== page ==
Haitian rebels ready to strike capital

PORT-AU-PRINCE, Haiti - After a U.S. appeal for an end to violence by supporters of Haitian President Jean-Bertrand Arisitide as well as by armed rebels threatening to attack here, both factions stood back yesterday from a looming clash in this terrified capital.

Nonetheless, the White House sharply escalated its criticism of Aristide yesterday, suggesting in the bluntest terms yet that he should surrender his office to restore peace.


"The long-simmering crisis is largely of Mr. Aristide's doing," the White House statement said, and "his own actions have called into question his fitness to remain in office." Although the statement stopped just short of urging his resignation, it said, "We urge him to examine his position carefully, to accept responsibility, and to act in the best interests of the people of Haiti."

A day earlier, the U.S. Embassy here had appealed to Aristide to rein in his loyalists, who had erected burning barricades, robbed motorists, looted businesses and executed suspected enemies ahead of the feared invasion by anti-Aristide rebels.


The besieged president responded by urging the armed street gangs defending him to restore order and to remove their barricades during daylight hours so commerce can resume amid the smoldering debris and wreckage.

His response was matched by the leader of the insurgency, Guy Philippe, who said in the rebel-held city of Cap-Haitien that he was holding off on an attack here for a day or two to allow time for diplomats to persuade Aristide to step down and defuse the crisis.

Philippe had said he would take Port-au-Prince today, his 36th birthday, although the chaos unleashed in recent days by hundreds of pro-Aristide chimeres - Creole for a mythical monster - appeared to sober his expectations of an easy march to the National Palace.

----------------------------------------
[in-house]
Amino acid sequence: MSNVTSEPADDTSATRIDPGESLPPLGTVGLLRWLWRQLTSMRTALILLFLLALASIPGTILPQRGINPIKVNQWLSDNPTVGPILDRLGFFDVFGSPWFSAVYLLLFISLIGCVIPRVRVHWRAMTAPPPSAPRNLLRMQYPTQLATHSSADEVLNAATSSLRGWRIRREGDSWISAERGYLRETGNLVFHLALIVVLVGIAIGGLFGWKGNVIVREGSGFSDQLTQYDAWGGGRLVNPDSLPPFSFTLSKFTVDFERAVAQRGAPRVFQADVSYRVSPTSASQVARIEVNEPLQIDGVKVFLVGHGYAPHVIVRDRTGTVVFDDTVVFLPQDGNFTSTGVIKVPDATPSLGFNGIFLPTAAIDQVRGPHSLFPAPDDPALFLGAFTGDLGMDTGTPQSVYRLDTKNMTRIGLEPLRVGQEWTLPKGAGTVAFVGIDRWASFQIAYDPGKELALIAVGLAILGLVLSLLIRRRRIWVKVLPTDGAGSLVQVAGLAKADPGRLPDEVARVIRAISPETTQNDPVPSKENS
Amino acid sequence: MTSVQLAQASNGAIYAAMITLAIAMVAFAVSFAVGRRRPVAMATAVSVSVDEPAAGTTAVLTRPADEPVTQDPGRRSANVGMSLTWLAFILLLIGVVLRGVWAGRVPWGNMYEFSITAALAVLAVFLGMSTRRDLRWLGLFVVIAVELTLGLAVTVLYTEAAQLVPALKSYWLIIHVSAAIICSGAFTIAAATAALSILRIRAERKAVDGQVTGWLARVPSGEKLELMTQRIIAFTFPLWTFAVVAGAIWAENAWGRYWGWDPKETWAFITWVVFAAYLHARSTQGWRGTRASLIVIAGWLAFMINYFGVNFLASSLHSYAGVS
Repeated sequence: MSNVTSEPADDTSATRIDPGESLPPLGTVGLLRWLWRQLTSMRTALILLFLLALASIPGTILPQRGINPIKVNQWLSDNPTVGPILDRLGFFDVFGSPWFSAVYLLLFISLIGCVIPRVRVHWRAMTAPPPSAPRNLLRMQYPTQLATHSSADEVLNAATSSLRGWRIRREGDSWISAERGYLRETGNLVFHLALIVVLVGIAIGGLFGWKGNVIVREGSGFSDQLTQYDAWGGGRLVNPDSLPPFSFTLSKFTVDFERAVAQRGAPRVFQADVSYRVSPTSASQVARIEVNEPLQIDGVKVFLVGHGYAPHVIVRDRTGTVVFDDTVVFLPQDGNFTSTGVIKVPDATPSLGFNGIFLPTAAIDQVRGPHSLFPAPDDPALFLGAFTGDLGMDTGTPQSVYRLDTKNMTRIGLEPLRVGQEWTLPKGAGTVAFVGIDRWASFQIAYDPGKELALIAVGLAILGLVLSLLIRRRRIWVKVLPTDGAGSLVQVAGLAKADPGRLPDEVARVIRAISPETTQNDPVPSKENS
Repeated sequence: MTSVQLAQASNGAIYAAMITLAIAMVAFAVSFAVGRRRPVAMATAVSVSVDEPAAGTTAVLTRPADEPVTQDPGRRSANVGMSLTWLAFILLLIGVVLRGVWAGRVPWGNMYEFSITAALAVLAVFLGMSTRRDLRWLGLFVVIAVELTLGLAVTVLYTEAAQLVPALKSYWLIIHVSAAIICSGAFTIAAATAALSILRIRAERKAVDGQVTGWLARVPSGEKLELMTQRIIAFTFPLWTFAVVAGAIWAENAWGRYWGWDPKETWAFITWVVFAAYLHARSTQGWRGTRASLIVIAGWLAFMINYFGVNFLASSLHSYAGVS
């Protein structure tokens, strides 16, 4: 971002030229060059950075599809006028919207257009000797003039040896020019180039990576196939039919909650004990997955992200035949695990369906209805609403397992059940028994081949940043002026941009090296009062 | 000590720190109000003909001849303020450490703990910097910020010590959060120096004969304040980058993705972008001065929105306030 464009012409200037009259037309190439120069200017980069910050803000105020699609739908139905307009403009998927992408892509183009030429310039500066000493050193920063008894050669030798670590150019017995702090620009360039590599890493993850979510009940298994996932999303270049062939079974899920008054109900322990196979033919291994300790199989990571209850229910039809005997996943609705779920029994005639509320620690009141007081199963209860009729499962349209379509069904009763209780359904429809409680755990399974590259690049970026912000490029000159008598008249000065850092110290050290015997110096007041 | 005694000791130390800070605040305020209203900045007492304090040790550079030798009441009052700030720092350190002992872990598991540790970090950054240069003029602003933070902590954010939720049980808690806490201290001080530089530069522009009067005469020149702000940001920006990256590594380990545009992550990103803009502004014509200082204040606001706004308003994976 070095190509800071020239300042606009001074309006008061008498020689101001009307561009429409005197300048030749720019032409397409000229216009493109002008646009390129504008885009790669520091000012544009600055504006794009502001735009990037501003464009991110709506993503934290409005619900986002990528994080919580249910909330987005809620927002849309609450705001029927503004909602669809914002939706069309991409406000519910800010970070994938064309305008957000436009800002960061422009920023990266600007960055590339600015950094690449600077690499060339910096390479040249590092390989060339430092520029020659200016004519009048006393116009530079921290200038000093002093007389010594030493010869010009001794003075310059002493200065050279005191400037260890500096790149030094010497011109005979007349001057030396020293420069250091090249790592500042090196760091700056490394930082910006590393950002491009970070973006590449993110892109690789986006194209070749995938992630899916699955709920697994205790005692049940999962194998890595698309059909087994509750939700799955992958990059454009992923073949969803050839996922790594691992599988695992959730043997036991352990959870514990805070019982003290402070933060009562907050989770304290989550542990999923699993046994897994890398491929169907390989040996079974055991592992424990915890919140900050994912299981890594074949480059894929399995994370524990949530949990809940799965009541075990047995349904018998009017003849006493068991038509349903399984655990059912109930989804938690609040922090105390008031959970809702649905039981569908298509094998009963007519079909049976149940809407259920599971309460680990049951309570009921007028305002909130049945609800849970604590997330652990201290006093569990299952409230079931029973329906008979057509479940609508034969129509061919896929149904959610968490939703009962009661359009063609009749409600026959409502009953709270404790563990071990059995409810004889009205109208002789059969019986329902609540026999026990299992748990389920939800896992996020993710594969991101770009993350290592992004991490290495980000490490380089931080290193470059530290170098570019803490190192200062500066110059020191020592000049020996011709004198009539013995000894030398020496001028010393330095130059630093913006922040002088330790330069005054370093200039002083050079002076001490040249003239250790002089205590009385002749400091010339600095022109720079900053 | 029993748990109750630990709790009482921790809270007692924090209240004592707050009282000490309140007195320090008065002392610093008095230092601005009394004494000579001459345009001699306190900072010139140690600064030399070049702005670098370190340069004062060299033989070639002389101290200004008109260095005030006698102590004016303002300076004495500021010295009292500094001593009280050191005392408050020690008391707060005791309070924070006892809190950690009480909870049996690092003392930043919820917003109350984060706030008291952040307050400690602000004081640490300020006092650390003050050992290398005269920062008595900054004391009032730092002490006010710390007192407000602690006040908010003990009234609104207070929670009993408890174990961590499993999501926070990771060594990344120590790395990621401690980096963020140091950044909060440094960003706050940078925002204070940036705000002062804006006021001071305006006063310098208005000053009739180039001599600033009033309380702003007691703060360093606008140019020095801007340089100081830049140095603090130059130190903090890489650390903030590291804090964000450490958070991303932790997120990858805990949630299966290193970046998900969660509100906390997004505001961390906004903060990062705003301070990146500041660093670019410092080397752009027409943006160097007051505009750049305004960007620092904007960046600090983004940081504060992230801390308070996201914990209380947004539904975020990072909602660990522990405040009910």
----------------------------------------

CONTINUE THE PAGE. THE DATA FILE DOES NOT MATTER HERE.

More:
Despite a slight easing of the tension and fear that have paralyzed Port-au-Prince, only street peddlers and a few pedestrians braved going out in public yesterday. The only vehicles negotiating the piles of rubble left on the roads by Aristide backers, who loitered nearby, were those of journalists and the vehicles transporting the street thugs.

A late-night television address Friday by Aristide, repeated yesterday morning, blamed the lawlessness on "baseless rumors" that foreign powers have urged him to resign for the good of the country. He called stepping down "out of the question."

The United States has appealed to Aristide to recognize that he has lost his authority amid the 3-week-old rebellion in which more than half of Haiti's territory has fallen to the rebels. Townspeople have cheered the armed invaders, and officers of the National Police Force have deserted in droves rather than defend Aristide's government.

The Bush administration has been in a delicate position on the question of Aristide's resignation, because he was democratically elected and U.S. forces restored him to power 10 years ago after he was ousted in a coup. The administration also doesn't want to encourage the idea that governments can be toppled by the pressure of mobs.

But its language yesterday signaled that the administration has moved closer to the position of the French, who assert that Aristide has undermined his own legitimacy by anti-democratic actions, and should resign.


Leaders of the mainstream political opposition, who share the rebels' insistence that Aristide resign but condemn their resort to violence, saw the step back from Friday's bloody mayhem as a chance for diplomacy to do its part in encouraging Aristide's departure.

"It's always better to give way to a political process, a solution, rather than have a confrontation that causes more blood to spill. But Mr. Aristide must stop the terror he is entertaining in the capital of Port-au-Prince," said Andre Apaid, a prominent businessman and opposition figure. He pointed out that the international community has said it would not deal with any faction that came to power here by force.

The Los Angeles Times is a Tribune Publishing newspaper.